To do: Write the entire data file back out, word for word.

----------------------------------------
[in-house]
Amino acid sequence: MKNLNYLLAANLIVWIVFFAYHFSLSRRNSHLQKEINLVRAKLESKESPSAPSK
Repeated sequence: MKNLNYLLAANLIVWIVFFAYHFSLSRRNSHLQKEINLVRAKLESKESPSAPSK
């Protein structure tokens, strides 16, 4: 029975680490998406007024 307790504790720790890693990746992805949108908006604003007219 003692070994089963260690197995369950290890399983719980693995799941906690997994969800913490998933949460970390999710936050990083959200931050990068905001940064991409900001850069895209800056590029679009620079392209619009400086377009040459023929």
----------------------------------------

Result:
[in-house]
Amino acid sequence: MKNLNYLLAANLIVWIVFFAYHFSLSRRNSHLQKEINLVRAKLESKESPSAPSK
Repeated sequence: MKNLNYLLAANLIVWIVFFAYHFSLSRRNSHLQKEINLVRAKLESKESPSAPSK
């Protein structure tokens, strides 16, 4: 029975680490998406007024 307790504790720790890693990746992805949108908006604003007219 003692070994089963260690197995369950290890399983719980693995799941906690997994969800913490998933949460970390999710936050990083959200931050990068905001940064991409900001850069895209800056590029679009620079392209619009400086377009040459023929």